Talk Justice, an LSC Podcast: Will AI Be Accessible?

Carl Rauscher    
Director of Communications and Media Relations    

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WASHINGTON–Legal tech experts discuss how emerging tools that incorporate generative AI might fit into the future of accessible legal services on the latest episode of LSC's “Talk Justice” podcast, released today. Talk Justice Co-host Molly McDonough is joined by guests Jane Ribadeneyra, program analyst for technology at LSC, and Angela Tripp, director of the Michigan Legal Help Program which oversees

The pandemic has propelled the legal system’s use of technology forward, with services like remote court and e-filing remaining available in many jurisdictions. But now, as talk about AI dominates the conversation, many in the legal services field are considering if and how this tool could improve and expand their work.

“In the last several months it's gone from more theoretical conversations [about AI] to more practical conversations,” says Tripp. “There is a lot more interest, a lot more curiosity, but there's still concerns…primarily around bias and privacy and the risks of courts and other agencies as decision-making bodies using tools that they don't fully understand—tools that are built by people who may be prioritizing efficiency and speed over due process.”

 Over the past several years, Ribadeneyra has seen legal aid organizations receiving LSC’s Technology Initiative Grants (TIG) attempt to utilize AI and related technology to do things like analyze information from legal forms or create chatbots with mixed success. But now that the latest iteration of Chat GPT has shown such significant improvement, she says the further AI integration seems inevitable—so rather than focusing on if we will use AI, the conversation has shifted to how we will use AI.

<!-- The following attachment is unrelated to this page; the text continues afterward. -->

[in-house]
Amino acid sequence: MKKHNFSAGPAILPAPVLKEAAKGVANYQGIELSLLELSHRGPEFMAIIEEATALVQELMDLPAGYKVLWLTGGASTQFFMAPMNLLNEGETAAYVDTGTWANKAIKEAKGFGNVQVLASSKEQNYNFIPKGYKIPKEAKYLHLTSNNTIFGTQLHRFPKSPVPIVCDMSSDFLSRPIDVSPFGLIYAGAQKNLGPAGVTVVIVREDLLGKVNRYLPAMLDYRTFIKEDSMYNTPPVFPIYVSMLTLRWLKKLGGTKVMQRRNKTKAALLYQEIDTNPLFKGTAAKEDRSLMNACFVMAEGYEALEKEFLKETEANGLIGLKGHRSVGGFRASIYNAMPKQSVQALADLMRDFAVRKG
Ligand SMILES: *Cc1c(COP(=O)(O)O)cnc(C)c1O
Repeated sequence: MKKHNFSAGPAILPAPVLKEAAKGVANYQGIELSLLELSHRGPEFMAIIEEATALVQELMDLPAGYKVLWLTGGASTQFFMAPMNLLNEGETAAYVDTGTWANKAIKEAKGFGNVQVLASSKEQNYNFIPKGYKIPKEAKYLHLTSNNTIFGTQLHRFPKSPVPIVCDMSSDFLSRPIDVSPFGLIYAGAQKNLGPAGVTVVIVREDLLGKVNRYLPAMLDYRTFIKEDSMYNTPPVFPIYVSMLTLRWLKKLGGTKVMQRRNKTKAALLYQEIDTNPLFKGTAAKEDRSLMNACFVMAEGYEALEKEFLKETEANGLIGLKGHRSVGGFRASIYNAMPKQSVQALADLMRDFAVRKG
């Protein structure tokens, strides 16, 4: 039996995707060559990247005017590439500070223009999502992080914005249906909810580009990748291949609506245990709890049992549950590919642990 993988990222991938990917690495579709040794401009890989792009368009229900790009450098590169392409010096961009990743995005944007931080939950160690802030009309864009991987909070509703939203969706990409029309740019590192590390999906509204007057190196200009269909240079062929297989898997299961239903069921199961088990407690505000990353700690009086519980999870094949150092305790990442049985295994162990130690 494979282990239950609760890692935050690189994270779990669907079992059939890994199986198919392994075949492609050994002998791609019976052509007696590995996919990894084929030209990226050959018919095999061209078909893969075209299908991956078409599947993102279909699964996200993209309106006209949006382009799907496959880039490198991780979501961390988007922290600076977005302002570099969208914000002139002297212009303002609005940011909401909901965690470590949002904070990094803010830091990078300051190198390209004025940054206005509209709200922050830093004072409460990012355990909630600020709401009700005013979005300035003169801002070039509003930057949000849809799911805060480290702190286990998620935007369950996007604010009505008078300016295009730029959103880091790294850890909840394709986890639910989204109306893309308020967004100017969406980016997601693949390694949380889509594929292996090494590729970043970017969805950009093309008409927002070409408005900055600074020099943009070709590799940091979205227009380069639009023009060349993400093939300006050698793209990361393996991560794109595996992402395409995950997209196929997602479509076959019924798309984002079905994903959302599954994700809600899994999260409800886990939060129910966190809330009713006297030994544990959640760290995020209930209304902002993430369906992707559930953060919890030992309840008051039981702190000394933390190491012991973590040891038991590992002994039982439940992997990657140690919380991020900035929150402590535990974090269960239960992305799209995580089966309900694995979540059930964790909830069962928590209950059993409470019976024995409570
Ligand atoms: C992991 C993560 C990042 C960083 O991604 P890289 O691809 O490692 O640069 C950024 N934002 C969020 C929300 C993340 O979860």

I think the other thing to be concerned about is the increased digital divide around these tools—you're going to see the bigger law firms, and those who have the resources to incorporate these tools into their systems and their technologies being able to take advantage of them—and then it's going to be harder for other organizations or people who are trying to help low-income people,” Ribadeneyra says.  

Tripp agrees that accessibility of AI tools will be an issue in the legal system.  

“The big firms can purchase the AI software that is specifically trained on legal information and legal knowledge and has fewer hallucinations, whereas self-represented litigants will be using Bing and not have that same quality and have a better chance of running into [problems], and it could do more harm than good in that environment,” Tripp says.  

Tripp and Ribadeneyra agree that while there are several aspects of AI to be cautious about, there are also already great applications for self-represented litigants and legal aid, such as chatbots that can help people identify their legal problem and direct them to the relevant resources. Some legal aid providers and courts are making these tools accessible at kiosks and online, like Tripp’s team has begun to at  

Giving their “wish lists” for the future of AI in legal spaces, Ribadeneyra wants more funding directed toward legal aid organizations so that there can be equitable use of AI. Tripp says she hopes for more education, official standards for AI and transparency in its use.  

A previous episode of “Talk Justice” that covered additional topics related to AI is available here.

Future episodes of the podcast will feature a discussion about the app FosterPower, which gives foster children information about their rights, and an interview with Judge David Tatel of the U.S. Court of Appeals for the D.C. Circuit, a former LSC general counsel.  

Talk Justice episodes are available online and on Spotify, Stitcher, Apple and other popular podcast apps. The podcast is sponsored by LSC’s Leaders Council.    

Legal Services Corporation (LSC) is an independent nonprofit established by Congress in 1974. For 50 years, LSC has provided financial support for civil legal aid to low-income Americans. The Corporation currently provides funding to 131 independent nonprofit legal aid programs in every state, the District of Columbia, and U.S. territories.